The Virginia Redistricting Commission September 15 unanimously approved consensus instructions to its two map drawers on three items for which they had sought guidance, but continued to split along partisan lines regarding directions for creating minority-opportunity districts.
The votes came as the commission’s map makers each prepare their statewide maps of State Senate and House districts. That work is expected to be completed by September 17, giving the commission time to review the maps before its next meeting at 8 a.m. on Monday September 20. By then, the commission will also have more details about public comments that have been made to date, which, it was told, number in the “thousands.” The comments are now being organized into a data base by the commission’s communications and outreach consultants; as of September 17, commissioners will be able to run reports to review comments directed to a particular issue or region. Those reports will then be made part of the public record. Additional improvements to the commission’s website are scheduled to be made in the coming weeks. The commission is scheduled to start virtual public hearings on its modified proposed maps on October 4.
The commission began its latest meeting by discussing consensus instructions prepared by its partisan counsels on questions related to defining political subdivisions, political neutrality and communities of interest. Ultimately, all three positions were approved with a few small changes, but not before commission members provided perspectives reflecting the differences in the urban and rural communities they represent or where they live.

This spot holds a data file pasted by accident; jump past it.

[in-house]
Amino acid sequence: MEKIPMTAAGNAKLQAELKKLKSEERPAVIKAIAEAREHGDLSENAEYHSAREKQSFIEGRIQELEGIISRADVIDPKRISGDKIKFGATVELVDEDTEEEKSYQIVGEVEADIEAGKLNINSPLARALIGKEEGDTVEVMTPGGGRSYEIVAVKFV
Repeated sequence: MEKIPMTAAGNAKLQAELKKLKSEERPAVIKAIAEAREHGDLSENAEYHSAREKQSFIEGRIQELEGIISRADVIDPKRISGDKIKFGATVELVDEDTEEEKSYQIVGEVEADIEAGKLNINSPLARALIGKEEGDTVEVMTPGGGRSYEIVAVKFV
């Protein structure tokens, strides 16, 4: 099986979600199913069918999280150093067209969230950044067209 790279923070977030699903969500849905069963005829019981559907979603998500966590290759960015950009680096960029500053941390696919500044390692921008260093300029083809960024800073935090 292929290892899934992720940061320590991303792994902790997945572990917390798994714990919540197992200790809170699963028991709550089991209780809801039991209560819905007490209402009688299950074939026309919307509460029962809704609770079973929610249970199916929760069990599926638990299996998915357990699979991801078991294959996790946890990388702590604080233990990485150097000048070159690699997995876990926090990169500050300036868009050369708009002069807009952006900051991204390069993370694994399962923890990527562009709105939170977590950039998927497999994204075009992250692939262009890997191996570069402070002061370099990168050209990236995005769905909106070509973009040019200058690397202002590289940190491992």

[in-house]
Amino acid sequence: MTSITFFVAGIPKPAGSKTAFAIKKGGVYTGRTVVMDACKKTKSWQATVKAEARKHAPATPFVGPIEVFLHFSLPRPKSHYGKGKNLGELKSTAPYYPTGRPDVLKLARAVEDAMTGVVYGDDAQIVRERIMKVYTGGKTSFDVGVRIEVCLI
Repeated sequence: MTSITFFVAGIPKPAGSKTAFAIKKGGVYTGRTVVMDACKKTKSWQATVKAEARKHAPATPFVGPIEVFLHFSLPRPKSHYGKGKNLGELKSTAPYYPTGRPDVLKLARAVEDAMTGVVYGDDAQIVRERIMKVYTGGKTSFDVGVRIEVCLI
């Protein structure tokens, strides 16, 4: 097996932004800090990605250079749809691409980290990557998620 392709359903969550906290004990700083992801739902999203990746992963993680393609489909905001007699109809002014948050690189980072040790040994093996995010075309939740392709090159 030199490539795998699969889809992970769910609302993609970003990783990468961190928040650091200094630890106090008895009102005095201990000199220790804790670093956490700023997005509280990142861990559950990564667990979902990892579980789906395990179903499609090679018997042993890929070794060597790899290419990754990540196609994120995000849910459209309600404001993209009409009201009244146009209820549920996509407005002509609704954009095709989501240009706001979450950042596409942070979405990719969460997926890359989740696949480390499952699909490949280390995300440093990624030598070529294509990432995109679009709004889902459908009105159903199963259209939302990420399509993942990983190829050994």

New language to provide guidance on creating so-called “coalition districts,” was not proposed, it was explained, because the counsels could not reach agreement on their advice. The U.S. Supreme Court has ruled on impermissible “racial gerrymandering,” but has not yet reviewed a case involving coalition districts, where one or more minority groups live close together and support the same candidates, creating a potential majority. Lower circuit courts have split on the issue, but some of those decisions date from the 1990s. Republican commission members, in particular, worried that providing the instructions the Democrats sought would make the commission’s maps more vulnerable to legal challenge.
But Democratic members were not content to simply ignore the issue, and forced another vote. In the end, the practical outcome was the same as it had been two days before.
Del. Marcus Simon (D-Falls Church) began by noting that that issue had not been brought back for a review, and said, “It seems like we have decided that on the question of giving map drawers guidance on the Voting Rights Act, we are at a hopeless impasse.” Simon asked whether the vote should be revisited. “I don’t want to let it go by. A decision not to decide is a statement. . . .”